Tsuikahô 393: On kidnapping and selling people

Translated by Emily Warren

{A similar law was issued in the era of } Kenchō. Renbutsu 1 , Mitsunari 2 , and Gyōbutsu 3 {served as magistrates} Item: Regarding the strict prohibition against kidnappers and selling people

As for the aforementioned people, they shall be punished in accordance with royal law. 4 It is said that in the markets of Kamakura and the various provinces there are many calling themselves human traffickers who specialize in the selling of people. Henceforth, in Kamakura, order the precinct magistrates, to expel {these people from Kamakura}in compliance with the register of names 5 reported to Kamakura. In the various provinces, order the military governors and stewards that they are to harshly punish {the criminals}. 6

Original Text

一 〈建長、蓮仏、光成、行仏〉可令禁断人勾引并人売事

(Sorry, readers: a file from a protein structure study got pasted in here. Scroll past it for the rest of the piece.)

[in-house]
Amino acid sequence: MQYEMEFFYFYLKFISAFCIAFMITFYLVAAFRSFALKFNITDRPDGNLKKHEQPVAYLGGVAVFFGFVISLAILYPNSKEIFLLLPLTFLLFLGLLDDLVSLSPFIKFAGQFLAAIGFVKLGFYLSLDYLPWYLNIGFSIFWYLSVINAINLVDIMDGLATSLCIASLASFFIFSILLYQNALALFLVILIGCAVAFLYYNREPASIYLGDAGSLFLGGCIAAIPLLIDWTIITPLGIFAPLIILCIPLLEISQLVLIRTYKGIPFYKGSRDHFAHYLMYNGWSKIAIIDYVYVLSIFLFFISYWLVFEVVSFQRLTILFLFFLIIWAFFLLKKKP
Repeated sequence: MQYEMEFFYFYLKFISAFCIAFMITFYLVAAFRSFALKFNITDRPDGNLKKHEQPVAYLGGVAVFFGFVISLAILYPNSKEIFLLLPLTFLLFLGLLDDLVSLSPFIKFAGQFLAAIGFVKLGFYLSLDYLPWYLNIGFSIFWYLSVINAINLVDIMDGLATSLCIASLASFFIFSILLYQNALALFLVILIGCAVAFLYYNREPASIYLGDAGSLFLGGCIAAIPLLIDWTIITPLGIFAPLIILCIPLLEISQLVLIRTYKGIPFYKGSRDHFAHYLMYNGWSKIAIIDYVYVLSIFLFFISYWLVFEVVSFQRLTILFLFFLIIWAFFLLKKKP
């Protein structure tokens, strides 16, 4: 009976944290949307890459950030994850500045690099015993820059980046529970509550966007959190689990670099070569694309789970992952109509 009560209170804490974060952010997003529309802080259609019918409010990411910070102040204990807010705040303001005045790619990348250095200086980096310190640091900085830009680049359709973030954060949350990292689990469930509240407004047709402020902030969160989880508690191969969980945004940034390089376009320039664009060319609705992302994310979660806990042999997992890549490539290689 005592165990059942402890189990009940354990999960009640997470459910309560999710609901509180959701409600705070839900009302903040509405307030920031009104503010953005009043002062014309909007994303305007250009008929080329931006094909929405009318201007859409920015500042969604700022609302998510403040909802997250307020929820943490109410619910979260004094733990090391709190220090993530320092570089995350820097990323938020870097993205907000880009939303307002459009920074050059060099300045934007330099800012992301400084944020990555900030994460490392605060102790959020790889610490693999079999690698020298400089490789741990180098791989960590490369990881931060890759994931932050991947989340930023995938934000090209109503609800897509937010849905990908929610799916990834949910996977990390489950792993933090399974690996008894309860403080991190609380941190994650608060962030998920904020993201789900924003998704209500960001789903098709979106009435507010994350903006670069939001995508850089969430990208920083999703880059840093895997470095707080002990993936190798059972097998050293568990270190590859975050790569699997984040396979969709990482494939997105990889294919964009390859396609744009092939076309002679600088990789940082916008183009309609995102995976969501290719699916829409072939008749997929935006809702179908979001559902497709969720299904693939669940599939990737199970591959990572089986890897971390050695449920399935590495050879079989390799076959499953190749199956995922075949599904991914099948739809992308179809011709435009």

Kundoku 訓読




Modern 現代語

一つ 誘拐と人を売ることを禁断させるべきことについて


  1. Renbutsu 蓮仏 was the monk name of Suwa Morishige 諏訪 盛重 (d.u., fl. mid 13th C). Morishige appears frequently in Azuma Kagami 吾妻鏡.

  1. Onozawa Nakazane (仲実). Priestly name Kōren (光蓮). His name appears frequently in Kamakura documents as the responsible magistrate. The Onozawa family served as personal followers (被官) of the Hojo tokuso (main line). Chūsei seiji shakai shisō, p.112.

  1. Gyōbutsu 行仏 is a monastic name, but it is not clear from the text who exactly this person was.

  1. This refers to an earlier law.

  1. In this case, kōmyō refers a list of recorded offenders’ names.

  1. We do not know what this punishment would be exactly.